In a country like Cyprus (or Iceland, or Switzerland), where the banking sector is many multiples of national GDP, there’s very little distinction between rescuing the banks and rescuing the country. And if the asset side of the banks’ balance sheet is full of Greek sovereign debt, the liability side is equally dodgy: Cyprus is a notorious center of dodgy offshore banking, especially for Russians. If Cyprus is going to restructure its liabilities, it’s going to have to face one huge question: will those restructured liabilities include Russian and other foreign deposits?
If there’s any hint that Cyprus might force foreign depositors to take some kind of haircut, of course, there will be a massive run for the exits, and Cyprus’s current solvency problem will become a much more serious and immediate liquidity problem. The last thing that Cyprus or any other country needs is a bank run, which will leave the national balance sheet in the classic pinch where “on the left, nothing’s right, and on the right, nothing’s left”. What’s more, in many ways the precedent of forcing depositors to take a haircut would be even more damaging than the precedent of imposing a haircut on Greek bondholders: at that point there would be really no reason at all to have deposits in any Mediterranean country.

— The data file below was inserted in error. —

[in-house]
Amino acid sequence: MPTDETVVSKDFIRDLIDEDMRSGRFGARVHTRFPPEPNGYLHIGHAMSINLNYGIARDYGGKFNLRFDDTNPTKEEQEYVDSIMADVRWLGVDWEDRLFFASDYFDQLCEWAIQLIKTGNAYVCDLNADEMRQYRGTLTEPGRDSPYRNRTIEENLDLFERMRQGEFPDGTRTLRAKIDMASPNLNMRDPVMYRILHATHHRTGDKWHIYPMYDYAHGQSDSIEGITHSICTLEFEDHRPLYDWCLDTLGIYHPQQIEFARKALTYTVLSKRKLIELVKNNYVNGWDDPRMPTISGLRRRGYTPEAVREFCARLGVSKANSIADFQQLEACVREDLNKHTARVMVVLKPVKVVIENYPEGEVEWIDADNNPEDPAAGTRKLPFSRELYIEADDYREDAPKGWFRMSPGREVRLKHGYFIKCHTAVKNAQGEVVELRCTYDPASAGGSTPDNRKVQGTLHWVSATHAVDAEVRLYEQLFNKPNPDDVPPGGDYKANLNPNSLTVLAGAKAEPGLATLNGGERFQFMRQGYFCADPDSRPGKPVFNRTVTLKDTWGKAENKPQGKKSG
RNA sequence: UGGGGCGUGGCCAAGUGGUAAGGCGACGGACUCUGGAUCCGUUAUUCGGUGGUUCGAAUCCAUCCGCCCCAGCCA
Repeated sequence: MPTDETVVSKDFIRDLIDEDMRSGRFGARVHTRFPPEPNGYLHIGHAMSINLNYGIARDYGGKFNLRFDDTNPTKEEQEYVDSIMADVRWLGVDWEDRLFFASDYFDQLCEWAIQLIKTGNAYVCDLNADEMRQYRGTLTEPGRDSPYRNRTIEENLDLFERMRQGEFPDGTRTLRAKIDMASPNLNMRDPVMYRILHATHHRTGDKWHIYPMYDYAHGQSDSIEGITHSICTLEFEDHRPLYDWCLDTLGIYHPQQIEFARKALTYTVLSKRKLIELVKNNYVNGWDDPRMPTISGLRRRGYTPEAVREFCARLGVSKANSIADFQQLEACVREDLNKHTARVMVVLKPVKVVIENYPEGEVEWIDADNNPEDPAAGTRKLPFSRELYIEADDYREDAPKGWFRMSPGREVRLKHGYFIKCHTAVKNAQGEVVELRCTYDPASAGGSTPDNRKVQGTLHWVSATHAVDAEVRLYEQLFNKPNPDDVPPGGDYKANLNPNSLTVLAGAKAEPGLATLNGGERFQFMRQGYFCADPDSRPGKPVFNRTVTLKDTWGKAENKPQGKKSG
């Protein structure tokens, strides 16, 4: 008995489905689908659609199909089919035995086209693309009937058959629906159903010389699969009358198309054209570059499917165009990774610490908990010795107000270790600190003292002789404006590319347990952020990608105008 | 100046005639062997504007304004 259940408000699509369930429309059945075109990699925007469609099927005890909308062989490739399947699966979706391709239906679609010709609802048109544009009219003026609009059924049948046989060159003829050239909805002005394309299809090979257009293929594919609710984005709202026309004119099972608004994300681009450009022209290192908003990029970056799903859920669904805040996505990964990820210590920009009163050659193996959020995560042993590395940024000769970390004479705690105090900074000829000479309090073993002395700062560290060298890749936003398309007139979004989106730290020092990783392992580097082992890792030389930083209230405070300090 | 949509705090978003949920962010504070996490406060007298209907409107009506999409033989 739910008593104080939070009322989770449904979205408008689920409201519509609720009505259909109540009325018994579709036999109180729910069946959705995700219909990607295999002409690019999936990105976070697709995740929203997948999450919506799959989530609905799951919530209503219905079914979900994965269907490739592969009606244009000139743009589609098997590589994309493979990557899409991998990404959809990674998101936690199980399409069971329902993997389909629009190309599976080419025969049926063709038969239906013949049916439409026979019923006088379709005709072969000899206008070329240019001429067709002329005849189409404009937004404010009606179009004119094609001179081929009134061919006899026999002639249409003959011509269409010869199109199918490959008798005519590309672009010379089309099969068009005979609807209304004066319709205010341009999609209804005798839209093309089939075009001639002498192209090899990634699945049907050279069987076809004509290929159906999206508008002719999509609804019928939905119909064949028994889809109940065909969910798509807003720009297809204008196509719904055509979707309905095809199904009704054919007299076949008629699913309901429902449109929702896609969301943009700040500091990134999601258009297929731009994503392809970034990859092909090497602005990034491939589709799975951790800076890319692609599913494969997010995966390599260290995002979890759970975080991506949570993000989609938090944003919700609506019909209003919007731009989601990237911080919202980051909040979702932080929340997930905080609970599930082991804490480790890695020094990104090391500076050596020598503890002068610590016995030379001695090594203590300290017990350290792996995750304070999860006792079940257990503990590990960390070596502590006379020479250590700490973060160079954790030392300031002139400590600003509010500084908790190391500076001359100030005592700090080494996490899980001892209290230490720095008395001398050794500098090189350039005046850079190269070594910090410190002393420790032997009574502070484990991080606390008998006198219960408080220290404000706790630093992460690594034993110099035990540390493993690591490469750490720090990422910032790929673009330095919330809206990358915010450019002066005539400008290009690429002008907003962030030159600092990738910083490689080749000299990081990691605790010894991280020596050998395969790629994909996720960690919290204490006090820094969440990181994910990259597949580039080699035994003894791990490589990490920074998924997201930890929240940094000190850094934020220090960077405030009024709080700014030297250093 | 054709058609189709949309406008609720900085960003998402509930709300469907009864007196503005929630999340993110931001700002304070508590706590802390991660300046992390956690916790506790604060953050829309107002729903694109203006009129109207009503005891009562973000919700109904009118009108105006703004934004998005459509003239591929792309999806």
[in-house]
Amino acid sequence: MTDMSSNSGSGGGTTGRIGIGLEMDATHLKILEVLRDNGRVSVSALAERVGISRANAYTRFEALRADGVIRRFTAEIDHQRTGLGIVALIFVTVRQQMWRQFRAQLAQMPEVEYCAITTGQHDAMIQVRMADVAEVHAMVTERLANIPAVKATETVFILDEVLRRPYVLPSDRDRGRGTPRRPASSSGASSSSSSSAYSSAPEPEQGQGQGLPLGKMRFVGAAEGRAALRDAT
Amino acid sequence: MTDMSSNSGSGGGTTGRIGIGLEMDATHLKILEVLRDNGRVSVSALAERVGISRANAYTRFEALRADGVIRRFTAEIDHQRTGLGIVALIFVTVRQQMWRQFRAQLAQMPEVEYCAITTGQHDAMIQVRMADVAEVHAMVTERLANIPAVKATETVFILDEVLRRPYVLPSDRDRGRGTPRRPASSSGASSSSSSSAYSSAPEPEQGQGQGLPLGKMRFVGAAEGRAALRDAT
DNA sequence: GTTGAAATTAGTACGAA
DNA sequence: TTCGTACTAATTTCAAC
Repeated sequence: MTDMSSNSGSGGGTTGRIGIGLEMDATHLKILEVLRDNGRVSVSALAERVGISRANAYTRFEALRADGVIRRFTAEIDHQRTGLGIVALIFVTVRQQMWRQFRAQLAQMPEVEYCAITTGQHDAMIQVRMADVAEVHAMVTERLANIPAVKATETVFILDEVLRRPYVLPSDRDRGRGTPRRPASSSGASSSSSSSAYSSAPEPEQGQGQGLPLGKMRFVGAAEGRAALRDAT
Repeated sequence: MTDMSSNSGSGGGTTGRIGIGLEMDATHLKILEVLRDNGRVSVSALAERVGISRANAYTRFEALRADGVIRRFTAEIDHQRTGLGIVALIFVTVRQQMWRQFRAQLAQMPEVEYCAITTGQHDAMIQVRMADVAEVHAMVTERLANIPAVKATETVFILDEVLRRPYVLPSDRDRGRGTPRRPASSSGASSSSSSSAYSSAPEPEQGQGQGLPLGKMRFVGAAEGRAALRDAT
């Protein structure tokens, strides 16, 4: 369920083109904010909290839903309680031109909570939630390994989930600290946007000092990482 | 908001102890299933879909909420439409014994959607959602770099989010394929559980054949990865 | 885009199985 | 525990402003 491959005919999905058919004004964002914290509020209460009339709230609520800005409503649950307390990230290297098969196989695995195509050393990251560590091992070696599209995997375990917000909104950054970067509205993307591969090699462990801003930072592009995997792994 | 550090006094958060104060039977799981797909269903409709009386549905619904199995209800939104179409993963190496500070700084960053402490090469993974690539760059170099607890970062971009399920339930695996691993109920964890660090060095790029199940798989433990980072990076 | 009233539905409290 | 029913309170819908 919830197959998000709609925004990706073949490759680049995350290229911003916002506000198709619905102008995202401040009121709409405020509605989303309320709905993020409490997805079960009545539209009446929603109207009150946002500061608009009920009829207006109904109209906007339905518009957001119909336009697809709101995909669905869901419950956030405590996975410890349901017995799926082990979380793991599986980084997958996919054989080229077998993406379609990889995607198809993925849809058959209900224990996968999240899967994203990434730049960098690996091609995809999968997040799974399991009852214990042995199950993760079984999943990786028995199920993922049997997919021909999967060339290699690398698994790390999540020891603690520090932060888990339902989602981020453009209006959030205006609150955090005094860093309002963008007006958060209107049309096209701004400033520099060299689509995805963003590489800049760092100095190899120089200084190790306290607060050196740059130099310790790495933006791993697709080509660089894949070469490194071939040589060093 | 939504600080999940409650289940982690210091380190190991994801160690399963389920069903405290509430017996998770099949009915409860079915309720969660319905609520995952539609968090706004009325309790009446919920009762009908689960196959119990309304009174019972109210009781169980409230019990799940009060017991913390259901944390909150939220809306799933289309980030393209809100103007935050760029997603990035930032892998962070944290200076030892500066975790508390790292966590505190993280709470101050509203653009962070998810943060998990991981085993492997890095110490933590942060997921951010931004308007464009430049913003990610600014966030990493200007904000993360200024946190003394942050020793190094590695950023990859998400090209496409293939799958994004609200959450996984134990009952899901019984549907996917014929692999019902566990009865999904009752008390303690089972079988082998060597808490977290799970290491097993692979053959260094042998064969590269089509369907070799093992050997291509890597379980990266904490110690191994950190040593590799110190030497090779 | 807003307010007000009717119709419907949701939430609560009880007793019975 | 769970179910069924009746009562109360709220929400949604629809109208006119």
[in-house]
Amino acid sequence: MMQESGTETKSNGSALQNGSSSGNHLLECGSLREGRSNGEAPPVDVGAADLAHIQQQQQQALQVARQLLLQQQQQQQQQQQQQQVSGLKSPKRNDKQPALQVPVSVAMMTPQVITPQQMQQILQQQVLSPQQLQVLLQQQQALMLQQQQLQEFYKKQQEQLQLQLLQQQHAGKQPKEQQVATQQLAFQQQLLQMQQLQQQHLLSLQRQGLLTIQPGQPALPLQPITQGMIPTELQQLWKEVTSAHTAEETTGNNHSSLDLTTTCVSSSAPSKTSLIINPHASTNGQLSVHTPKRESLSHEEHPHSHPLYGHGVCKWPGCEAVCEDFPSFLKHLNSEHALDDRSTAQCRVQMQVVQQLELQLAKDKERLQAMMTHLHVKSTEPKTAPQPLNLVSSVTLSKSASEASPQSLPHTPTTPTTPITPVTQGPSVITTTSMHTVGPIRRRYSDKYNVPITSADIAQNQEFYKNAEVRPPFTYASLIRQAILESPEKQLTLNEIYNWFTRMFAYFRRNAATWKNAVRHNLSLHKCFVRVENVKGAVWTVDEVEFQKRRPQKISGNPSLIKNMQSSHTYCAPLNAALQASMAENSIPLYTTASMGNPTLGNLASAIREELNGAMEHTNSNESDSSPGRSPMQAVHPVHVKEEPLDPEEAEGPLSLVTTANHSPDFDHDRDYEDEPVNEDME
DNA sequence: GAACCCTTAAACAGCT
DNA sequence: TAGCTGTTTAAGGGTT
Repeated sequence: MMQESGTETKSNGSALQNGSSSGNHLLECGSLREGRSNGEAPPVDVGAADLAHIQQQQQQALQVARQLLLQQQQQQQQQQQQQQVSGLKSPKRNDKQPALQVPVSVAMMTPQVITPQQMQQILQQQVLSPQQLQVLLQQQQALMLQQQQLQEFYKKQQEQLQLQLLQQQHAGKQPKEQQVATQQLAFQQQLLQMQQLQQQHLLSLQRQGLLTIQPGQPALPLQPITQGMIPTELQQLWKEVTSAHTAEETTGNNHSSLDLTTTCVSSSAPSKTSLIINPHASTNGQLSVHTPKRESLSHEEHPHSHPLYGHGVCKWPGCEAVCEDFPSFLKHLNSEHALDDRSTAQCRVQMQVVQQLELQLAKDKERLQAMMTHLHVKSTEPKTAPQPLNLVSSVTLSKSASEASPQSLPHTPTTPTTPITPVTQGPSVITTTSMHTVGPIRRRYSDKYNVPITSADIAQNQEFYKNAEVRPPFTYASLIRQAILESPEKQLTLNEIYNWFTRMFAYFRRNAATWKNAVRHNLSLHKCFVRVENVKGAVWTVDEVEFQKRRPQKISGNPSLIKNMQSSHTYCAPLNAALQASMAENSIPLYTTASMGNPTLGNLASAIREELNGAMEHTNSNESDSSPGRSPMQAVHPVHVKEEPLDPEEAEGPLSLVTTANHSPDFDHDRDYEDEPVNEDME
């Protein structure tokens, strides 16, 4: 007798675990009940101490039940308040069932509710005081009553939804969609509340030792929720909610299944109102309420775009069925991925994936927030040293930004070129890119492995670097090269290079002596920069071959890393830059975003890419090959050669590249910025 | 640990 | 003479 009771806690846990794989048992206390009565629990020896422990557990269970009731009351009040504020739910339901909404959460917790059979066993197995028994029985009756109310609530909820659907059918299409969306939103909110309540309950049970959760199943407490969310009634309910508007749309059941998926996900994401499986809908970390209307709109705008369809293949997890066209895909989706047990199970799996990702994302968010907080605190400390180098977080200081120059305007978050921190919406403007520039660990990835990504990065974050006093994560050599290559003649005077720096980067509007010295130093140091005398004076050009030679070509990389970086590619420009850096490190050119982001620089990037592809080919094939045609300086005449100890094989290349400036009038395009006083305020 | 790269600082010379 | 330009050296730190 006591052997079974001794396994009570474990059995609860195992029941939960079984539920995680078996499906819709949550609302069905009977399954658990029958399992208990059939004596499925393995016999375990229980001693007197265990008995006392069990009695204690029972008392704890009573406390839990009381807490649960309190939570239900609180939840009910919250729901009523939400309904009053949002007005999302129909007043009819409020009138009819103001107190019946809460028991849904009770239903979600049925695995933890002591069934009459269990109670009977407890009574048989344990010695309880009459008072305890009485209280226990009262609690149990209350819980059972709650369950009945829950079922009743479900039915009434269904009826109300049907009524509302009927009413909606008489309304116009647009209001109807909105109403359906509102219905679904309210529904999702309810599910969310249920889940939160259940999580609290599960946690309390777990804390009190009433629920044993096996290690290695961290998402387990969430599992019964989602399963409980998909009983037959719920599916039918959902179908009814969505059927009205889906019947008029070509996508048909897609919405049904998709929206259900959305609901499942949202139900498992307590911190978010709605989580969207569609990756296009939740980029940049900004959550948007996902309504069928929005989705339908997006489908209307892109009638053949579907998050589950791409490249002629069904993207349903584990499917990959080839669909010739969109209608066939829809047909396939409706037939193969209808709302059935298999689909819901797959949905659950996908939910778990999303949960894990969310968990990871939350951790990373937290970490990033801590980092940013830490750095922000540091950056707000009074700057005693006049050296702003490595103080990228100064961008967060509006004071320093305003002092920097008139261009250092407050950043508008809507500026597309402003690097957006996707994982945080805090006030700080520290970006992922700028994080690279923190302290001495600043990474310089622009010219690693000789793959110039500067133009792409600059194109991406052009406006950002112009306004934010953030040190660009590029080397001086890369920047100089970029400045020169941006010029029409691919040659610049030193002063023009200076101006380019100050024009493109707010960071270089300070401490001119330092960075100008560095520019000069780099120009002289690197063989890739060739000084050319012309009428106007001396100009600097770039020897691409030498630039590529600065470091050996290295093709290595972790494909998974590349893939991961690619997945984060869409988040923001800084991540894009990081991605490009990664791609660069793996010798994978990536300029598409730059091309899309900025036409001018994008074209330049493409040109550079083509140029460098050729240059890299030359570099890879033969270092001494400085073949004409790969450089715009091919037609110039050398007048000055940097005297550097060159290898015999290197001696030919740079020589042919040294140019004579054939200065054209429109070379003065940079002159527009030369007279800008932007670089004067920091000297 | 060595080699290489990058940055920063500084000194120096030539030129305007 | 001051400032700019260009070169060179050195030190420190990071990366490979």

China led the world out of the financial crisis in 2008 and 2009, and it’s been a key source of revenues and profits for many global companies. There was a slowdown in China in 2011 and 2012. Recently, the country finished its transition to a new government and growth levels increased. Growth still isn’t back to the old 10% annual rate and probably won’t return there. But is China’s slow down behind us, or are there more problems to come?
Societe Generale issued a thoughtful piece on the potential for a hard landing including how it might occur, how the government would respond, and how bad things could get. It’s a good piece, because it’s not written from the point of either a bull or a short seller. Instead, it’s a logical exercise exploring a potential scenario, which is how investors should be thinking when building portfolios and setting up strategies. There’s a followup piece on how a hard landing in China might affect the rest of the world.
Whatever the catalyst, the excess capacity in the manufacturing sector – estimated at 40% in 2011 by the IMF – would be exacerbated by a sharp growth slowdown. This would cut corporate margins sharply, making profits plunge, and triggering a downward spiral in domestic demand. Bankruptcies and unemployment would occur on a large scale, endangering financial and social stability. One factor that could accelerate the downward spiral is the high leverage of China’s corporate sector, which exceeded 120% of GDP at end-2011 and has kept rising throughout 2012. As the crisis progressed, non-performing loans would undoubtedly rise beyond the capacity of local governments to contain them, as their fiscal resources dwindled. Even in China’s (semi-) controlled system, banks could choose to freeze lending as a knee-jerk reaction, while the authorities rushed to draft a decisive response. The rapid development of the non-bank credit market in the last few years, especially shadow banking activities, has created a new vector through which a systemic liquidity crunch could take place. Capital outflow would likely ensue, stretching domestic liquidity conditions further.